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Sunday, February 20, 2011

No Knead, No Roll, No Cut Biscuits ~ A Recipe For Those Who Think They Can't Make Biscuits

I made my first pan of biscuits when I was 9 years old. If there had been enough of them, all I would have needed was the mortar, and I could have built a sturdy house! Having unknowingly used plain flour and no baking powder, I cried when they came from the oven as hard as bricks. I never made that mistake again.

As a Southerner and having been resident chef at every home I ever lived in, since I was a kid, I have striven to make the perfect biscuit. Not those dainty, smattering of jelly, hold with your pinkie in the air, city biscuits. But a biscuit that just screams to be smothered in gravy or stuffed with eggs and sausage. Every time I heard or read a new "secret" I was off to the kitchen to give it a whirl. Aside from that first batch, my biscuits have always been great and get lots of compliments. But I have always felt there had to be an easier way. A way that would allow even the most insecure cook to create a dish to be proud of. I feel so bad when someone tells me that he/she can't cook, and I just don't think it's true. There's more than one way to skin a cat and some folks just need a different way to do things. So I love taking standard recipes and tweaking them to make them easier.

My oldest daughter, who swears she cannot cook, made these biscuits successfully. My 16 year old makes these often and treats her friends at school and they always beg for more. I'm willing to bet, even if you have never made a decent biscuit in your life, these will turn out great for you as well...

No Knead, No Roll, No Cut Biscuits

2 Cups Self Rising Flour + 1 More Cup (Do not put this 3rd cup of flour into the dough!)

1/4 Cup Butter, margarine, shortening, whatever you have on hand. I Can't Believe It's Not Butter works great as well.

1 and 1/4 Cup Milk

Preheat oven to 375 F. Prepare your baking sheet by covering with a sheet of parchment paper or lightly greasing it with butter or shortening. Place the 2 cups of flour into a medium size bowl. Add the butter and cut into the flour with a pastry blender, or break up with your hand, ever how you usually do it. Continue till the margarine is the size of peas to marbles and distributed through the flour. Now add 1 Cup of the milk and mix with a spoon. You want a wet dough. A dough that you wouldn't dare stick your hands in. If it doesn't look wet, add the other 1/4 cup of milk.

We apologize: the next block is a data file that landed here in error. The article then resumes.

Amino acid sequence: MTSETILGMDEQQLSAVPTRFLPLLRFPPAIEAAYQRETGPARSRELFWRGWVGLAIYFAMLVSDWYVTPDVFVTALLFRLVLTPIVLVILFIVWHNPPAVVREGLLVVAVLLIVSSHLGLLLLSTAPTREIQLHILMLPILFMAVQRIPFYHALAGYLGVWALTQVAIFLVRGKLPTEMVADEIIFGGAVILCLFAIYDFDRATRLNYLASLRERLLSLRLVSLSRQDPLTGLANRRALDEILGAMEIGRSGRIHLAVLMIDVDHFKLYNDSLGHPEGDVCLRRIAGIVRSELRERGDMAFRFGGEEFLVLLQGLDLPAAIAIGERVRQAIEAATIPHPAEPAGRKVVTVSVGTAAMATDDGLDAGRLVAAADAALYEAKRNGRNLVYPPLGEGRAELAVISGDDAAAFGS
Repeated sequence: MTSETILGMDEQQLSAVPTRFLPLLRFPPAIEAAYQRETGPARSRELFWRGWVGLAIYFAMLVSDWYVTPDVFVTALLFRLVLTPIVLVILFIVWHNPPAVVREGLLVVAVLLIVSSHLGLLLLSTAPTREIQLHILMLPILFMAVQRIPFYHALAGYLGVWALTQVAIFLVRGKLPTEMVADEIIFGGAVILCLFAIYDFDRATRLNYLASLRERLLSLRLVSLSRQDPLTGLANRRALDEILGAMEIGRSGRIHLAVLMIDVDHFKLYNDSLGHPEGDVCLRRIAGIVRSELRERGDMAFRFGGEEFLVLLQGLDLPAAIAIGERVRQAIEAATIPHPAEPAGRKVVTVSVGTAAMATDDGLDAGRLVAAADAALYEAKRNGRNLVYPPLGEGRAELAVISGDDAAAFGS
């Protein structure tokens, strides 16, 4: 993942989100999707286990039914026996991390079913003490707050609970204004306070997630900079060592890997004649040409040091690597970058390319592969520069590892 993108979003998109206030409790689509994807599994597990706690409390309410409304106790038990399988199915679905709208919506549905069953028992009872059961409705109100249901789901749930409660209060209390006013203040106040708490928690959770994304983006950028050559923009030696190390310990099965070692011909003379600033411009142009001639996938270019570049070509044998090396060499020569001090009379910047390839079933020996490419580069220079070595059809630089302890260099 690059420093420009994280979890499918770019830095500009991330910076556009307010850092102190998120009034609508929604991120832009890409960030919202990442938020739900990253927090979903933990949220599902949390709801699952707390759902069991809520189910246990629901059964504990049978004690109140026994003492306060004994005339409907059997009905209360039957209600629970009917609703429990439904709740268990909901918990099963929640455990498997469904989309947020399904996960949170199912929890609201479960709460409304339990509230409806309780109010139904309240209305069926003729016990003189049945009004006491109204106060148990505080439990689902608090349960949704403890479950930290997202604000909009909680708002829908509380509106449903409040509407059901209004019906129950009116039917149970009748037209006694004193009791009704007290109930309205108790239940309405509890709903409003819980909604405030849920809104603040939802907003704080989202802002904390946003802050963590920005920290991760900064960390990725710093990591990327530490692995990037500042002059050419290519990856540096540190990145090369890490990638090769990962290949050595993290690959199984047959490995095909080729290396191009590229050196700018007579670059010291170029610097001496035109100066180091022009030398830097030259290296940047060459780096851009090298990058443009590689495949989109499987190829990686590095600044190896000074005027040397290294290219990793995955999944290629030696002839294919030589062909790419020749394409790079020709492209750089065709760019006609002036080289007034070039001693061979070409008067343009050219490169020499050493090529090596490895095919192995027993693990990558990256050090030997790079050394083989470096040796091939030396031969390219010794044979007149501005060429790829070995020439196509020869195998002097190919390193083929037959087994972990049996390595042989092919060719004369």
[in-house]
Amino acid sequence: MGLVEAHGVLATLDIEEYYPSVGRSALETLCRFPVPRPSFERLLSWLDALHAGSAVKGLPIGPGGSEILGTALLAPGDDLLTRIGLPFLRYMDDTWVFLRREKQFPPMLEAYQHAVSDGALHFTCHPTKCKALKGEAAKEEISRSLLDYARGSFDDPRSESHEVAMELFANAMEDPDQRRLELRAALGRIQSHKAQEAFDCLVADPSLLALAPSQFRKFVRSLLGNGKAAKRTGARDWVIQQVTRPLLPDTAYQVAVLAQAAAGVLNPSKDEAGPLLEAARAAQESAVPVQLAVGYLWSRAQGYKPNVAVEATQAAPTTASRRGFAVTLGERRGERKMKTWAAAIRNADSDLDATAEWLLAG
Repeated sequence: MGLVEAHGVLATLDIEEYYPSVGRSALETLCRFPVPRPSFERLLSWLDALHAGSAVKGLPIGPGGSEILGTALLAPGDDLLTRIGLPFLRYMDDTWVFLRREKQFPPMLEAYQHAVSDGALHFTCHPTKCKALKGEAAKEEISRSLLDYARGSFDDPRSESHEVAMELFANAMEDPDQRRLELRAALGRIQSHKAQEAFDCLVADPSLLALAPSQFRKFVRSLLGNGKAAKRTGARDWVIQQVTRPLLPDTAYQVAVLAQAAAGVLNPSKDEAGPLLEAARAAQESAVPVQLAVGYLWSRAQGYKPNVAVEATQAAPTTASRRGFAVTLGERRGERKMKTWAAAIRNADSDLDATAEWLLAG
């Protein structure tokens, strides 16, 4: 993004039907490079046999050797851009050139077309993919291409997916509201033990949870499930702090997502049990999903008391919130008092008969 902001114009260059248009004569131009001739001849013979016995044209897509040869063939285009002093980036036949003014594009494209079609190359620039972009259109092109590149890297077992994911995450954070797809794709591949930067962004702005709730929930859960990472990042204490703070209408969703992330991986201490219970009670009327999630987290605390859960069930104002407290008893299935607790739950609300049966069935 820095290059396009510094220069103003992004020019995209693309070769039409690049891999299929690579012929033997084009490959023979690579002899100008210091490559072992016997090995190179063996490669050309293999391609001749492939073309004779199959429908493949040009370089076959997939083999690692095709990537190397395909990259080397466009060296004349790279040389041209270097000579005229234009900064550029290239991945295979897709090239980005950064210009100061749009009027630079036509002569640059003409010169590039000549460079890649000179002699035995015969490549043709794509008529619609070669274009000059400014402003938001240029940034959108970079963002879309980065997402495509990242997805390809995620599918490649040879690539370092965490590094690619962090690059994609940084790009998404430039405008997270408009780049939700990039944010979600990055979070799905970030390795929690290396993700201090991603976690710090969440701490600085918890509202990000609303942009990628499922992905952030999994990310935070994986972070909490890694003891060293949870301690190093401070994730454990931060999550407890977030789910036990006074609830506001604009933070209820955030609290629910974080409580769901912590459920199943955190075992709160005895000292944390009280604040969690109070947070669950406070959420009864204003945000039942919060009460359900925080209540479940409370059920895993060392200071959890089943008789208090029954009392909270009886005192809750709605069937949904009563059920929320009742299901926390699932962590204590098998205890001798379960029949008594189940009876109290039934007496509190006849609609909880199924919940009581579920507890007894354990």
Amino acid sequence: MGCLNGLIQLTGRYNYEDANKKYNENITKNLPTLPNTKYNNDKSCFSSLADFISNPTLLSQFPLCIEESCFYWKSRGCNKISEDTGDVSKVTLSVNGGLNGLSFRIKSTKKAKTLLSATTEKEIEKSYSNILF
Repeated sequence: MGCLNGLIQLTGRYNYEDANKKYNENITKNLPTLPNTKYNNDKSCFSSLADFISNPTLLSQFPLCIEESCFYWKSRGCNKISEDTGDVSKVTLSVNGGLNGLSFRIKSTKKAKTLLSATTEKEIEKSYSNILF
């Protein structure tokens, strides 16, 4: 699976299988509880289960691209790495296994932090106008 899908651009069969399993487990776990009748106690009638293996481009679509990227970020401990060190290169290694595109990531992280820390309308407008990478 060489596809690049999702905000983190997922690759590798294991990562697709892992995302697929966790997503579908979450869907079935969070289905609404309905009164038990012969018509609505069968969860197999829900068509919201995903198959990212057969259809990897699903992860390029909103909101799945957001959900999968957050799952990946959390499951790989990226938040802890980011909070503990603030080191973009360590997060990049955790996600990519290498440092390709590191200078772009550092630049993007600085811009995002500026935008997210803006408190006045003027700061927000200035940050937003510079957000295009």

Now, take that other cup of flour and put it into a small bowl. With an ice cream scoop, dipped in flour to prevent sticking, remove one scoop of dough from the bowl and drop into the little bowl of flour.

Take up some of the flour from beside the dough ball and sprinkle over the top to cover. Now, with a light hand, turn the dough ball in the flour to coat and place it on your baking sheet. As you place it, take your fingers and flatten it with gentle pressure, to make 1/2 to 3/4 inch, we're not making pancakes so don't press out thin. Basically, you'll want it about half as thick as you intend for your finished biscuit to be. Continue until you've used all your dough.This is actually a really fast process, it just seems longer in words. LOL

Put in the oven and bake for 20-25 minutes, or until they are a deep golden brown. You'll know when they look like you want them. Brush with butter when you take them out and enjoy! No fancy editing, This pic just turned out beautifully golden, as if on cue. LOL I think it must be the difference in lighting, from my counter to my stove top.

Some added notes...

These are even better made with buttermilk. But you can also use cream or canned milk.

If you don't have an ugly, beaten, battered, 400 year old ice cream scoop like mine, you can use a plastic measuring cup, or whatever. Just sort of shape into a ball as you coat the dough in the flour.

Save the leftover coating flour for your next batch or use it in the gravy.

This recipe makes about 7 cat head sized biscuits. You'll get twice as many if you make regular sized ones. I usually double this recipe and I have a houseful to feed.

If there is a dusting of white flour anywhere on the biscuits after baking, just dust it off and carry on. This is complete normal and doesn't hurt a thing.

I'm like a culinary Evil Knievel. I will take chances. Therefore, If I'm already baking part of the meal, and it's cooking anywhere from 350F to 450F, I will go ahead and put my biscuits in the oven along with it. I just watch them and I have never had them turn out badly.

Have a great Sunday!